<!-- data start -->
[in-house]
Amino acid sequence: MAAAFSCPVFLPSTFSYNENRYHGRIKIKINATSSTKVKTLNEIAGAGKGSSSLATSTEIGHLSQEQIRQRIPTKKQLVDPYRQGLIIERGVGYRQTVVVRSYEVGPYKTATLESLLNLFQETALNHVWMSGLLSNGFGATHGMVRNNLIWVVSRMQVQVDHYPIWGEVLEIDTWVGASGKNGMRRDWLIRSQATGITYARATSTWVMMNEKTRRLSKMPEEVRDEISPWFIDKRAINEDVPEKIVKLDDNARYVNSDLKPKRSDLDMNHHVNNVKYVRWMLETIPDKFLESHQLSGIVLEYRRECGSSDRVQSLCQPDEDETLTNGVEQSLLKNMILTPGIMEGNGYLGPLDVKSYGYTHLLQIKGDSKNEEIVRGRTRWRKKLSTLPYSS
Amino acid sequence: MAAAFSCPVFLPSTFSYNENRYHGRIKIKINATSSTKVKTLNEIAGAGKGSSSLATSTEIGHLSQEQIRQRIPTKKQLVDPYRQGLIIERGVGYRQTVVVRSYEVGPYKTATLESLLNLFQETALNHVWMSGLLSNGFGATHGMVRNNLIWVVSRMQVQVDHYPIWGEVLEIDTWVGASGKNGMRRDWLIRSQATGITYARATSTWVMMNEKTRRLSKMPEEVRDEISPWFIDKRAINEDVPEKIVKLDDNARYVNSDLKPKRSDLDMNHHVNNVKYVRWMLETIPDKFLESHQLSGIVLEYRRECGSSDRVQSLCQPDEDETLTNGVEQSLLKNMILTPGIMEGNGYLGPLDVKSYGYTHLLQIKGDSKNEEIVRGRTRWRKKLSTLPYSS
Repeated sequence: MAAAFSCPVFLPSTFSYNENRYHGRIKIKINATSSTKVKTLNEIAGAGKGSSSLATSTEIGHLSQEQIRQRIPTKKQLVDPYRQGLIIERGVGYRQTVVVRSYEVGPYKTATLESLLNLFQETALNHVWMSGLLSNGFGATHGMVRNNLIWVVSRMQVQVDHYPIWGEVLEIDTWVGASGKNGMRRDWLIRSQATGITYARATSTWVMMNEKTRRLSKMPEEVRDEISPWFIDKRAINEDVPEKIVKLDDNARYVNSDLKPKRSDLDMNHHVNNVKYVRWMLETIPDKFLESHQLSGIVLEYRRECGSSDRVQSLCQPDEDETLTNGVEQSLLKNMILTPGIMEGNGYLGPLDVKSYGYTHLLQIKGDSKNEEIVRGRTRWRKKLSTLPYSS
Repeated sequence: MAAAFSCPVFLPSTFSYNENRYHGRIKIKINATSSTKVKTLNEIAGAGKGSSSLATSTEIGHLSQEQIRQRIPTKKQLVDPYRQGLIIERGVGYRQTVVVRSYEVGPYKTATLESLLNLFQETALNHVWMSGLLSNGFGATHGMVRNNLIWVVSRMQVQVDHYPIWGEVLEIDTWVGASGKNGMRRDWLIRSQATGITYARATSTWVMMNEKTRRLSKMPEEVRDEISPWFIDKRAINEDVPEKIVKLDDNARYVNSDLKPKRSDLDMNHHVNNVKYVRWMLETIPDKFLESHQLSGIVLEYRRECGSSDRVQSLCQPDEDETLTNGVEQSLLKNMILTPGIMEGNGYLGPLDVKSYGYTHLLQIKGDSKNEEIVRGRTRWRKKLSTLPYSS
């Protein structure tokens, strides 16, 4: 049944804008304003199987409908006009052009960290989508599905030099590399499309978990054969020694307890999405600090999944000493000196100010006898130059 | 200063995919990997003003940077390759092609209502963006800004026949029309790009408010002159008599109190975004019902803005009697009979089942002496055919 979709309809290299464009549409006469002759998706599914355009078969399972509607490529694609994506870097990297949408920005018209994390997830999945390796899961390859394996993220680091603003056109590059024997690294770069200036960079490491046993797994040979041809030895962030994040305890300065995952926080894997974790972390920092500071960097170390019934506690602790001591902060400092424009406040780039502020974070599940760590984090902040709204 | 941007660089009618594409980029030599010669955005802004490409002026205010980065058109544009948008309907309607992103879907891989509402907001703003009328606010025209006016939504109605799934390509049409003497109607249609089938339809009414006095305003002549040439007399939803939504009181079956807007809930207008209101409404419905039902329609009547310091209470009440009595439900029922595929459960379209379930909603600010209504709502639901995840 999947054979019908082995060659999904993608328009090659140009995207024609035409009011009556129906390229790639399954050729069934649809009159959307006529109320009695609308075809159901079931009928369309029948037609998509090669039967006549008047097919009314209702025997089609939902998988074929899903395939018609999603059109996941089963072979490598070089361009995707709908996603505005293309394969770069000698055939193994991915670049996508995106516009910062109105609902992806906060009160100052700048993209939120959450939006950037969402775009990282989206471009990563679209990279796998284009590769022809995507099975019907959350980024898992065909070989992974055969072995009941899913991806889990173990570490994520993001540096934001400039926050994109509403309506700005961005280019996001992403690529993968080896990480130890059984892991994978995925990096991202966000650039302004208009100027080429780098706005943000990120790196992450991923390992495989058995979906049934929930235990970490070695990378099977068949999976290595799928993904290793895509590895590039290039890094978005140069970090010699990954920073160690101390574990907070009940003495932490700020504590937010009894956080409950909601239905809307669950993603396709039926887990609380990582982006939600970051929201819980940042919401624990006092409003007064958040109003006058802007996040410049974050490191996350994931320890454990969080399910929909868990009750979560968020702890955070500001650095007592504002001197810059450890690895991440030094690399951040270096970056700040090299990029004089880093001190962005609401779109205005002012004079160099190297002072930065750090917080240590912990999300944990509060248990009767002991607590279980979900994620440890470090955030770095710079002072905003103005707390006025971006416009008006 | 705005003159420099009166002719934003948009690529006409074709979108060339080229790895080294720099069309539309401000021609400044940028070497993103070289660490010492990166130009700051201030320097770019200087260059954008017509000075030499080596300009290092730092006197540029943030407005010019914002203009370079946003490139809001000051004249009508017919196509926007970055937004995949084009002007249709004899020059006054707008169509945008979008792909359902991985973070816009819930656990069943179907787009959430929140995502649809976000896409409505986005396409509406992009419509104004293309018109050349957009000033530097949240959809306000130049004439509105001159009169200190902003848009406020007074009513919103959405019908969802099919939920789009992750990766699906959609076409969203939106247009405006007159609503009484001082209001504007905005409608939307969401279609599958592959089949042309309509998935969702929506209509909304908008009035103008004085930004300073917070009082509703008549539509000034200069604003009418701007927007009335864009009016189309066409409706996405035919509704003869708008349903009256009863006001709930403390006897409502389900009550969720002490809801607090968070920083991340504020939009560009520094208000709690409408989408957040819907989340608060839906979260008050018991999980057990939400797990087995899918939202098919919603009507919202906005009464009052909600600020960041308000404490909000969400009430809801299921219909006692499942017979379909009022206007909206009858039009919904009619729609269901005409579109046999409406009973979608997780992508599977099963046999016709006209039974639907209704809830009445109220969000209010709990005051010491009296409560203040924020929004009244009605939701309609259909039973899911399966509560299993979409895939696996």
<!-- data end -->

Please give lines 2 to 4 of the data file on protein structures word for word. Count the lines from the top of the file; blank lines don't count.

Amino acid sequence: MAAAFSCPVFLPSTFSYNENRYHGRIKIKINATSSTKVKTLNEIAGAGKGSSSLATSTEIGHLSQEQIRQRIPTKKQLVDPYRQGLIIERGVGYRQTVVVRSYEVGPYKTATLESLLNLFQETALNHVWMSGLLSNGFGATHGMVRNNLIWVVSRMQVQVDHYPIWGEVLEIDTWVGASGKNGMRRDWLIRSQATGITYARATSTWVMMNEKTRRLSKMPEEVRDEISPWFIDKRAINEDVPEKIVKLDDNARYVNSDLKPKRSDLDMNHHVNNVKYVRWMLETIPDKFLESHQLSGIVLEYRRECGSSDRVQSLCQPDEDETLTNGVEQSLLKNMILTPGIMEGNGYLGPLDVKSYGYTHLLQIKGDSKNEEIVRGRTRWRKKLSTLPYSS
Amino acid sequence: MAAAFSCPVFLPSTFSYNENRYHGRIKIKINATSSTKVKTLNEIAGAGKGSSSLATSTEIGHLSQEQIRQRIPTKKQLVDPYRQGLIIERGVGYRQTVVVRSYEVGPYKTATLESLLNLFQETALNHVWMSGLLSNGFGATHGMVRNNLIWVVSRMQVQVDHYPIWGEVLEIDTWVGASGKNGMRRDWLIRSQATGITYARATSTWVMMNEKTRRLSKMPEEVRDEISPWFIDKRAINEDVPEKIVKLDDNARYVNSDLKPKRSDLDMNHHVNNVKYVRWMLETIPDKFLESHQLSGIVLEYRRECGSSDRVQSLCQPDEDETLTNGVEQSLLKNMILTPGIMEGNGYLGPLDVKSYGYTHLLQIKGDSKNEEIVRGRTRWRKKLSTLPYSS
Repeated sequence: MAAAFSCPVFLPSTFSYNENRYHGRIKIKINATSSTKVKTLNEIAGAGKGSSSLATSTEIGHLSQEQIRQRIPTKKQLVDPYRQGLIIERGVGYRQTVVVRSYEVGPYKTATLESLLNLFQETALNHVWMSGLLSNGFGATHGMVRNNLIWVVSRMQVQVDHYPIWGEVLEIDTWVGASGKNGMRRDWLIRSQATGITYARATSTWVMMNEKTRRLSKMPEEVRDEISPWFIDKRAINEDVPEKIVKLDDNARYVNSDLKPKRSDLDMNHHVNNVKYVRWMLETIPDKFLESHQLSGIVLEYRRECGSSDRVQSLCQPDEDETLTNGVEQSLLKNMILTPGIMEGNGYLGPLDVKSYGYTHLLQIKGDSKNEEIVRGRTRWRKKLSTLPYSS